Commanding Cellular Fate

As a leader of the cell's proteome, p53 possesses transactivation abilities that can lead the cell down particular pathways including cell cycle arrest, cellular senescence, and apoptosis. The molecular mechanisms behind how p53 functions in each of these pathways are becoming clearer; how p53 chooses a particular pathway is not. Originally, it seemed to be cell type specific as y-irradiation of thymocytes induced p5 3-mediated apoptosis while in normal human fibroblasts it induced a p53-mediated G1 arrest (Clarke et al., 1993; Kuerbitz et al., 1992; Lowe et al., 1993). However, further findings suggested a more complicated scenario involving other factors. Evidence detailed below begins to paint a global picture of p53 function at a post-stabilization point whereby p53 is guided toward a particular pathway by covalent post-translational modifications, co-activators, and promoter selectivity. Though different types of genotoxic events trigger different responses of p53, the net result appears to be a more general guidance toward particular cell fates. Understanding the specifics of this aspect of p53 biology is of utmost interest, as it may yield new ideas for cancer therapy in tumors retaining wildtype p53.

Cell-cycle arrest mediated by p53 occurs largely through the induction of the CDK inhibitor p21Wafl, p21 halts cells in G1 of the cell cycle by inhibiting several cyclin dependent kinases and can also inhibit DNA replication through interactions with PCNA (Fotedar et al., 2004). p53 induces p21 after the occurrence of several types of genotoxic stress, including UV and ionizing irradiation, and may represent the first wave of cellular arsenal p53 utilizes to protect the cell. In addition to p21, GADD45 and 14-3-3a are other genes involved with inhibiting the cell cycle that are capable of being transactivated by p53 (Taylor and Stark, 2001).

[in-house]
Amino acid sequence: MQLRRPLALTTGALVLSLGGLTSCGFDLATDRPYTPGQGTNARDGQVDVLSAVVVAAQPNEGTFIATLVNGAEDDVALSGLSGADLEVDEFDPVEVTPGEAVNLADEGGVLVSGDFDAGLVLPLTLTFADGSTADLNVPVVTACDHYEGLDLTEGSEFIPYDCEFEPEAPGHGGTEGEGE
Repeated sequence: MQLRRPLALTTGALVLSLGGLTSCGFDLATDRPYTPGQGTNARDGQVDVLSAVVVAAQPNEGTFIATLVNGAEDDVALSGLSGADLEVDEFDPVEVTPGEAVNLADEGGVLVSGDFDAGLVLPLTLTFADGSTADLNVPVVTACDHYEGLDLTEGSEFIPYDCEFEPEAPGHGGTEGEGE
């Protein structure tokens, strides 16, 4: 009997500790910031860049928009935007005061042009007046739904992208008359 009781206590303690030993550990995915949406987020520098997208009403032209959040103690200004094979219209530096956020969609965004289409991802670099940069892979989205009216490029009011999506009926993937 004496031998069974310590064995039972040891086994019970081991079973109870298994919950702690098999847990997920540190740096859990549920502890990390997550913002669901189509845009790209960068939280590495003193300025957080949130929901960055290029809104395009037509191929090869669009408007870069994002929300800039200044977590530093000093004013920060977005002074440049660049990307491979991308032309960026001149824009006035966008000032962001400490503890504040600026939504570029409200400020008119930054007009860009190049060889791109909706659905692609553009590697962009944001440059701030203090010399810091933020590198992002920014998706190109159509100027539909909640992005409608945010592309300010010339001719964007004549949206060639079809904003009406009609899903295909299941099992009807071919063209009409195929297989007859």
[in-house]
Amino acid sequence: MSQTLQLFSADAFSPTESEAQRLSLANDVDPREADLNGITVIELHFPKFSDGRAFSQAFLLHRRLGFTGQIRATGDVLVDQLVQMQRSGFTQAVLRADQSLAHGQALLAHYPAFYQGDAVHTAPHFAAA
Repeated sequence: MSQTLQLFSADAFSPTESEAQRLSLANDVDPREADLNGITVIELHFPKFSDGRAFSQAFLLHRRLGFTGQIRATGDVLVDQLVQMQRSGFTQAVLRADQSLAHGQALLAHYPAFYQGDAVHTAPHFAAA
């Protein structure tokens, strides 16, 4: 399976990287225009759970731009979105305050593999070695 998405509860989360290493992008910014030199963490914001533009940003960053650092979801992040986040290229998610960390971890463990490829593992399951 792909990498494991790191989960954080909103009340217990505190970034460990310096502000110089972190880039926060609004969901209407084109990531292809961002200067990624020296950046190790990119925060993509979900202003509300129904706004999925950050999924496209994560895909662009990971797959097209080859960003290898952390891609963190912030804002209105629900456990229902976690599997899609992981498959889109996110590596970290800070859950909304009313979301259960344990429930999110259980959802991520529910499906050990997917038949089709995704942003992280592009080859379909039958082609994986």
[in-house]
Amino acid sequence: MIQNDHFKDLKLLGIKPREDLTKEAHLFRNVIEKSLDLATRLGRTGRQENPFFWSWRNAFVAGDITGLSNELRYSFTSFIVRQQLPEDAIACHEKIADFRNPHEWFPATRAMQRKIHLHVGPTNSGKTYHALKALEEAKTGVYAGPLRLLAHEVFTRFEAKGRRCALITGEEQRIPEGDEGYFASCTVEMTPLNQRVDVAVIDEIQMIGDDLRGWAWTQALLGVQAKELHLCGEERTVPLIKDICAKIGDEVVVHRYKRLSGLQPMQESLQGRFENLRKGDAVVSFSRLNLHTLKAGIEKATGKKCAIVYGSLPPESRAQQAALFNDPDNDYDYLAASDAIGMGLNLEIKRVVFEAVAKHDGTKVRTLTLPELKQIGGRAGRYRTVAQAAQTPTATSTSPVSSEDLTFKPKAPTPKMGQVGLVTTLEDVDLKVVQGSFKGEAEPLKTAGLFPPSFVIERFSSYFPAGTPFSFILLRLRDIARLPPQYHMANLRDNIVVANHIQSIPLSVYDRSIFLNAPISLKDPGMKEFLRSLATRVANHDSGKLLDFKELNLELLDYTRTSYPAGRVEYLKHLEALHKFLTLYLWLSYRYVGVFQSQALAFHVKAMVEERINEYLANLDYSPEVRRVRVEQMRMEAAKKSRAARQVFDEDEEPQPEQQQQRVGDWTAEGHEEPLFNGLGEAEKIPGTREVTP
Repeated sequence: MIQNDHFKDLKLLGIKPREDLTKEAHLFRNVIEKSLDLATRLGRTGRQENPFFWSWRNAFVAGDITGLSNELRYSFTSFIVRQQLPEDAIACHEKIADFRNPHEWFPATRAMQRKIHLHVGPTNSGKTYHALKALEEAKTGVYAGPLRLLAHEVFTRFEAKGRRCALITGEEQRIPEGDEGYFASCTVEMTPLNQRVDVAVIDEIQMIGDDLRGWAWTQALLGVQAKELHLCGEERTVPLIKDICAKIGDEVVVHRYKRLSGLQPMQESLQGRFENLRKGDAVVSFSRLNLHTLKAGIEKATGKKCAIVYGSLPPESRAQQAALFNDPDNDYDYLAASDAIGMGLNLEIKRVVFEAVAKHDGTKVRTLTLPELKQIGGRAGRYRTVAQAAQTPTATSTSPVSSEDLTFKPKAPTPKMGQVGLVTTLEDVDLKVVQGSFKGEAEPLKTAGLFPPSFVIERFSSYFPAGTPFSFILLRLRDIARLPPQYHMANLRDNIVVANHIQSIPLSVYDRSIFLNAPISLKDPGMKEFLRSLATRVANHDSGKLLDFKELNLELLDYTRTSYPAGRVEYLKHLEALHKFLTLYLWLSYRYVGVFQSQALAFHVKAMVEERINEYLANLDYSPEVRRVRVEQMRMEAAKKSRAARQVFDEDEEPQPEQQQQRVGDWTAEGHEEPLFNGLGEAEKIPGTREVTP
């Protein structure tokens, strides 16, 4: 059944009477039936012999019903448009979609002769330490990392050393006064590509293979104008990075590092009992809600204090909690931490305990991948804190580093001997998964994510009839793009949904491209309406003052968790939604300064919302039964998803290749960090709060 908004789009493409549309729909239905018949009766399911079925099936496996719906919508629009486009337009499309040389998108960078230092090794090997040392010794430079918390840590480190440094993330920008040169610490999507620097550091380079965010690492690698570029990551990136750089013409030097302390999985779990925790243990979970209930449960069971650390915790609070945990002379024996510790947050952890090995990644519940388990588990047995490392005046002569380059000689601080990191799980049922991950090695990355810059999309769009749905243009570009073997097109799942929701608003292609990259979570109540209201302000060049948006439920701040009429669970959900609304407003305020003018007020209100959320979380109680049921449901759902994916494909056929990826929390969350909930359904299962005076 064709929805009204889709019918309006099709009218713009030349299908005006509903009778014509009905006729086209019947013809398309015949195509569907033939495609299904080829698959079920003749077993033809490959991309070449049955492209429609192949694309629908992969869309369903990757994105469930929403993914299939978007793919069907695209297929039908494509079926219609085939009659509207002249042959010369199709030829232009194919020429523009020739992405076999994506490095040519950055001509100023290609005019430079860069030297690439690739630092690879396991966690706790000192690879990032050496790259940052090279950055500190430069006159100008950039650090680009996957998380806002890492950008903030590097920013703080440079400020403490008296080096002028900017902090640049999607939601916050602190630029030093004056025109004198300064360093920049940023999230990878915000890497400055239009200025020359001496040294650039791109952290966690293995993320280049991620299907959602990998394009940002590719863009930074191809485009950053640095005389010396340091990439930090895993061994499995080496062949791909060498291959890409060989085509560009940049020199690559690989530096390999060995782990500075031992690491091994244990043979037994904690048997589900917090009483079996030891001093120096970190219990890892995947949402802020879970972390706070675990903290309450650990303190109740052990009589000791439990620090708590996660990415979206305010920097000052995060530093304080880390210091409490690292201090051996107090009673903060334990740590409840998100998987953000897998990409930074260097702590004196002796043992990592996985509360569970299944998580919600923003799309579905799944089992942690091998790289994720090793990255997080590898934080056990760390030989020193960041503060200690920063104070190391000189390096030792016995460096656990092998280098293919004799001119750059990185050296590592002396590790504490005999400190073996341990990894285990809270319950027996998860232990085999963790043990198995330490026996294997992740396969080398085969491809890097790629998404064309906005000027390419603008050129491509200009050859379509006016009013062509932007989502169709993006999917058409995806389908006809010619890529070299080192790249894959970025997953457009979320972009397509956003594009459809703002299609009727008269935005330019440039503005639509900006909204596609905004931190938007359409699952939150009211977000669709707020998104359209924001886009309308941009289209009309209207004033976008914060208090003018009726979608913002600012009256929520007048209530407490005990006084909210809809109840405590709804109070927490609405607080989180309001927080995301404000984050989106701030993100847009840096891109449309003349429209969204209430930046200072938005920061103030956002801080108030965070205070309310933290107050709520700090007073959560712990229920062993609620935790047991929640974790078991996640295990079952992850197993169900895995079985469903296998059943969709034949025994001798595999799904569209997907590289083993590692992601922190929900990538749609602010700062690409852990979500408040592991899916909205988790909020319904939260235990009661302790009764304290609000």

Such a robust induction of p21 raises at least two possibilities of explanation. The first is that by evoking a cell cycle arrest, p53 buys time for the cell to assess damaged DNA, attempt DNA repair, transactivate other genes, and decide to revert back to the cell cycle or initiate apoptosis. Indeed, both BRCA1 and WT1 tumor suppressors can selectively coax p53 to induce cell cycle arrest and DNA repair genes (MacLachlan et al., 2002; Maheswaran et al., 1995). In addition, p53 itself has roles in nucleotide excision repair and base excision repair through the induction of p48┬░DB2, XPC, and MSH2 (Sengupta and Harris, 2005). p53 also enhances mismatch repair through associations with APE1/REF1 and DNA polymerase p. The decision of apoptosis isn't to be taken lightly, as this represents an irreversible and terminal effort the cell uses as a last option. By putting the cell in a cell cycle arrest, p53 gives the cell time to assess its options. Alternatively, p21 induction may just be the first wave of defense in a long list of options culminating in apoptosis if everything prior fails.